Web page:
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 Spark Plug Selection

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PostSubject: Spark Plug Selection   Thu Jul 10, 2008 2:39 pm

The primary function of the internal combustion engine spark plug is to ‘ignite’ the incoming air-fuel mixture (nominal ratio of 14.7:1) under extreme engine operating conditions. To perform this task efficiently and effectively the spark plug’s firing end must maintain a certain temperature range before and after the actual arcing of the spark. The temperature of the spark plug’s firing tip (or end) must be kept lower than the ‘pre-ignition’ temperature and high enough for a ‘self-cleaning’ temperature. (Refer to Spark Plugs Technical Paper on this web site for full explanation.)

The secondary (and most overlooked) function of the spark plug is to provide a reliable path for the heat generated by the explosion of the air-fuel mixture to be dissipated. Average exhaust temperatures occur in the 1,100 to 1,350 degrees Fahrenheit range. Taking into consideration that at the point of explosion of the air-fuel mixture, temperatures of 3,800 to 4,500 degrees Fahrenheit can be generated, the difference is dissipated into the engine cooling system. Since the melting point of nickel alloy is 2,200 to 2,400 degrees Fahrenheit, it can be readily seen that temperature can be a major factor in the performance of the spark plug. The major path of this heat dissipation (in a water cooled engine) is through the spark plug (from spark plug center electrode tip, to the ceramic insulator, to the shell, to the engine head, to the water jacket). The faster the heat is dissipated, the spark plug is considered a ‘cold plug’ whereas the slower the heat is dissipated, the spark plug is considered a ‘hot plug’. (Refer to Spark Plugs Technical Paper on this web site for full explanation of heat range.)

A spark plug has a big job to perform under extreme conditions. The following are some circumstances that need to be considered when the selection process of the right spark plug is at hand:

Operational factors affecting the required voltage


The required voltage decreases with the increase in richness of the air-fuel ratio. However, if the air-fuel ratio is too rich, the required voltage increases due to the cooling down of the electrode. The ideal air-fuel ratio is considered to be 14.7:1.


The required voltage increases proportionally to the increase of cylinder pressure. Higher voltages are required to cause sparking under higher cylinder pressure. It may be wise to consider a ‘colder plug’ when the compression ratio is increased. The gap, too, needs to be adjusted to a smaller size to accommodate higher cylinder pressures.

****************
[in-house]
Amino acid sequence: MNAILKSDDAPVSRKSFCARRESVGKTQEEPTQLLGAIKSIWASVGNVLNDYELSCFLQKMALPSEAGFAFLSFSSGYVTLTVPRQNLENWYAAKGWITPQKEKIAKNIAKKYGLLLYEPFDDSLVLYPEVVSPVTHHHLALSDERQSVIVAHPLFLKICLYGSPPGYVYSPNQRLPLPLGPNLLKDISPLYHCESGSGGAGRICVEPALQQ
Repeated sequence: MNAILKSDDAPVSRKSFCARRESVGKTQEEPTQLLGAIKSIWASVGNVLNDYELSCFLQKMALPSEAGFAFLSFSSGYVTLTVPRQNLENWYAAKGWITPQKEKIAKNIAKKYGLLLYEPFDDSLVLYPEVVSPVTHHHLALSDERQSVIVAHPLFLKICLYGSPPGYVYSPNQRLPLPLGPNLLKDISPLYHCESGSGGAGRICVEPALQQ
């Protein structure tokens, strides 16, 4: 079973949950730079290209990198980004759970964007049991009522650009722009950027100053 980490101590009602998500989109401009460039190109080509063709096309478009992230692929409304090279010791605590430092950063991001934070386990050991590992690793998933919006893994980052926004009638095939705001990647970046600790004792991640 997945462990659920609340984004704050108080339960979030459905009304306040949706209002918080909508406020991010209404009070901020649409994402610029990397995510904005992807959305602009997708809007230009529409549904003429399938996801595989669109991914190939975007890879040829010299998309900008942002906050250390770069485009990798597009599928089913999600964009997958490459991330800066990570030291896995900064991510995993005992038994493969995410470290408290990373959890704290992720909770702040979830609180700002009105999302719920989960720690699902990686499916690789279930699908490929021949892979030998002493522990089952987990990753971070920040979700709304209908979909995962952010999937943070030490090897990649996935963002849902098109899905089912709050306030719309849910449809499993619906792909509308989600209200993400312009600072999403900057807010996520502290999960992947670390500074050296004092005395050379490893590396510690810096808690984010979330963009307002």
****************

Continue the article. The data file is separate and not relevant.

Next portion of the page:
As the compression pressure reaches a maximum in what is known as top-dead-center (T.D.C.), the required voltage also reaches a maximum. The required voltage decreases in accordance with the advancing of the spark’s timing. This occurs when the compression pressure is lowered and the spark plug’s firing-end temperature rises.


Different types of fuel affect the required voltage. The bonding of the gas particles differs from one fuel to the next and each fuel has a different required voltage. When ‘nitrous’ is introduced into the cylinder, typically lower spark plug gap is recommended to reduce the possibility of ‘blowing out’ the spark itself. This lowered gap is relative to other specifications of the engine and is not an exact figure.


The required voltage is reduced in direct relationship to a narrow spark plug gap and higher temperatures as well. In a four-stroke engine the normal rate of gap growth (created by erosion of metals) is 0.01mm to 0.02mm per 1,000 miles. In a two-stroke engine the normal rate of gap growth is 0.02mm to 0.04mm per 1,000 miles. In newer spark plug designs, the more exotic metals assist in a significantly reduced rate.


The required voltage is lower when a NEGATIVE polarity is used. On some newer engine models, the coil fires a cylinder from both the positive side and alternatively the negative side of the coil. This required voltage irregularity seen on a scope should NOT be construed as a defective ignition system or defective spark plug.


In a standard center electrode spark plug, worn and/or rounded center and ground electrodes become increasingly more difficult to fire and require higher voltages to produce a spark compared to new ‘sharp-edged’ center electrode. In newer vehicle engines, the trend is to have a smaller, more pointed center electrode which require more exotic metals (higher resistant to erosion over time) such as Platinum, Platinum alloy, Iridium or Iridium alloy). This ‘pointed’ center electrode reduces the required firing voltages thereby reducing the overall demand from the entire ignition system. In a broad statement, should the engine have a need for a new set of spark plugs, a two to three percent better fuel burn will be noticed as a result of the new spark plugs, no matter the manufacturer.